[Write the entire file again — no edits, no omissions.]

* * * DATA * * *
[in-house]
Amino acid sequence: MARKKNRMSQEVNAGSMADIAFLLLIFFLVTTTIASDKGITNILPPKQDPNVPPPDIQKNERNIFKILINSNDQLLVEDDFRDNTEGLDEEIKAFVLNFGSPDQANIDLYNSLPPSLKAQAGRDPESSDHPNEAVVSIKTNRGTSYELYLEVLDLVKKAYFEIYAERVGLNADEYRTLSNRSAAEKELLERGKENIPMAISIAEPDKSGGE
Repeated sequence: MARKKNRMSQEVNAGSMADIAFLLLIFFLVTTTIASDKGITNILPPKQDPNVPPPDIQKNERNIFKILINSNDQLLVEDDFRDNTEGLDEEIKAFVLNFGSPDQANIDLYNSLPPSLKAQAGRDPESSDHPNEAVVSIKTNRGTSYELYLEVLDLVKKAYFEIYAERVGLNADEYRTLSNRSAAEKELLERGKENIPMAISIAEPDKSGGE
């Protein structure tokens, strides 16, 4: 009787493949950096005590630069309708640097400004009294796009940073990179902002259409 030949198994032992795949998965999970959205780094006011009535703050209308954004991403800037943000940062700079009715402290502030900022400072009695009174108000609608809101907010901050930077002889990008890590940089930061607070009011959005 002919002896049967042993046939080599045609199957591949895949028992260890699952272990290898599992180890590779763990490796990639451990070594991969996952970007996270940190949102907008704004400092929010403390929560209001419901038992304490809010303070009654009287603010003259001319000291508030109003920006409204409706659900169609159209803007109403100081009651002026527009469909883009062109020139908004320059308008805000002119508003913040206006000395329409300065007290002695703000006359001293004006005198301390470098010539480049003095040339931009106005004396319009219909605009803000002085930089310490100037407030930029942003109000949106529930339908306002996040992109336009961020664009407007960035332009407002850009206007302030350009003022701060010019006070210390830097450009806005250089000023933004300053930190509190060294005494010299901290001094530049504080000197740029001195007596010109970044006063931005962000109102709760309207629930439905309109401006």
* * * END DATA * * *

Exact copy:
[in-house]
Amino acid sequence: MARKKNRMSQEVNAGSMADIAFLLLIFFLVTTTIASDKGITNILPPKQDPNVPPPDIQKNERNIFKILINSNDQLLVEDDFRDNTEGLDEEIKAFVLNFGSPDQANIDLYNSLPPSLKAQAGRDPESSDHPNEAVVSIKTNRGTSYELYLEVLDLVKKAYFEIYAERVGLNADEYRTLSNRSAAEKELLERGKENIPMAISIAEPDKSGGE
Repeated sequence: MARKKNRMSQEVNAGSMADIAFLLLIFFLVTTTIASDKGITNILPPKQDPNVPPPDIQKNERNIFKILINSNDQLLVEDDFRDNTEGLDEEIKAFVLNFGSPDQANIDLYNSLPPSLKAQAGRDPESSDHPNEAVVSIKTNRGTSYELYLEVLDLVKKAYFEIYAERVGLNADEYRTLSNRSAAEKELLERGKENIPMAISIAEPDKSGGE
């Protein structure tokens, strides 16, 4: 009787493949950096005590630069309708640097400004009294796009940073990179902002259409 030949198994032992795949998965999970959205780094006011009535703050209308954004991403800037943000940062700079009715402290502030900022400072009695009174108000609608809101907010901050930077002889990008890590940089930061607070009011959005 002919002896049967042993046939080599045609199957591949895949028992260890699952272990290898599992180890590779763990490796990639451990070594991969996952970007996270940190949102907008704004400092929010403390929560209001419901038992304490809010303070009654009287603010003259001319000291508030109003920006409204409706659900169609159209803007109403100081009651002026527009469909883009062109020139908004320059308008805000002119508003913040206006000395329409300065007290002695703000006359001293004006005198301390470098010539480049003095040339931009106005004396319009219909605009803000002085930089310490100037407030930029942003109000949106529930339908306002996040992109336009961020664009407007960035332009407002850009206007302030350009003022701060010019006070210390830097450009806005250089000023933004300053930190509190060294005494010299901290001094530049504080000197740029001195007596010109970044006063931005962000109102709760309207629930439905309109401006």